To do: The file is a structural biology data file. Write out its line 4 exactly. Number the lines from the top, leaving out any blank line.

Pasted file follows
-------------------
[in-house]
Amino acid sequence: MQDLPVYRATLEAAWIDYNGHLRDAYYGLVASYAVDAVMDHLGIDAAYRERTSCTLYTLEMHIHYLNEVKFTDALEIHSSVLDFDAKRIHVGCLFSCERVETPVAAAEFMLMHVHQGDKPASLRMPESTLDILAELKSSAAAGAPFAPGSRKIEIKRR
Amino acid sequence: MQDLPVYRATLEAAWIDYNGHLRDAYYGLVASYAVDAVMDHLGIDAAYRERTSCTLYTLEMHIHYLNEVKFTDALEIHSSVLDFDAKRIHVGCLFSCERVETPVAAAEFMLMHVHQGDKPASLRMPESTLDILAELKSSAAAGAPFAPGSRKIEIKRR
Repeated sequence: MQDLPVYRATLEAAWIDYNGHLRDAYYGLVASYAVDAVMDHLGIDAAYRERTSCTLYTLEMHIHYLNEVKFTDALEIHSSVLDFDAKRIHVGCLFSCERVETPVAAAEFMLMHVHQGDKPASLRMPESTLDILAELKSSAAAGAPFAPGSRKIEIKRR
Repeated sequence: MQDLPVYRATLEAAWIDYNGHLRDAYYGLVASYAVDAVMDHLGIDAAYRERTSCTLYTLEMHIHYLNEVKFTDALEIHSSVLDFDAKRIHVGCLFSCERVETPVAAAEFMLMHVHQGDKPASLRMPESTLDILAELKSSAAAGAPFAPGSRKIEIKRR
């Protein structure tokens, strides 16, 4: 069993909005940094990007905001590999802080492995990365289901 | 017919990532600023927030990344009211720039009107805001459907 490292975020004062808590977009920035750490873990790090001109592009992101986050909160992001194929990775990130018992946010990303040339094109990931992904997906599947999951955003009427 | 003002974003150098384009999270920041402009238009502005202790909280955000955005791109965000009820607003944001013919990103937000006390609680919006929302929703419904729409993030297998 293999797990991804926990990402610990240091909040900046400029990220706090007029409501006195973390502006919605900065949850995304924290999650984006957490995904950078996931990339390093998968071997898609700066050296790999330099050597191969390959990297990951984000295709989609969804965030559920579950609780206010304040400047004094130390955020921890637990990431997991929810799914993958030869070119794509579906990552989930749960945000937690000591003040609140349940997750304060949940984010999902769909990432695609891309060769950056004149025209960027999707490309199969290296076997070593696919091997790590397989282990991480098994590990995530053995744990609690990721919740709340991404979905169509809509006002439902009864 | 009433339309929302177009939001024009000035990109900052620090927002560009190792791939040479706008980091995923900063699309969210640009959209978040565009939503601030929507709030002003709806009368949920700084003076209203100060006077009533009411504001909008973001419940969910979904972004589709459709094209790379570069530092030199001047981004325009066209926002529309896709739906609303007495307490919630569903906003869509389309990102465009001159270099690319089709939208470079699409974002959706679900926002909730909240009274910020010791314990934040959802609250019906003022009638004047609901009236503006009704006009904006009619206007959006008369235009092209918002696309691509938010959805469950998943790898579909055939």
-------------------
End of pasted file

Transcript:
Repeated sequence: MQDLPVYRATLEAAWIDYNGHLRDAYYGLVASYAVDAVMDHLGIDAAYRERTSCTLYTLEMHIHYLNEVKFTDALEIHSSVLDFDAKRIHVGCLFSCERVETPVAAAEFMLMHVHQGDKPASLRMPESTLDILAELKSSAAAGAPFAPGSRKIEIKRR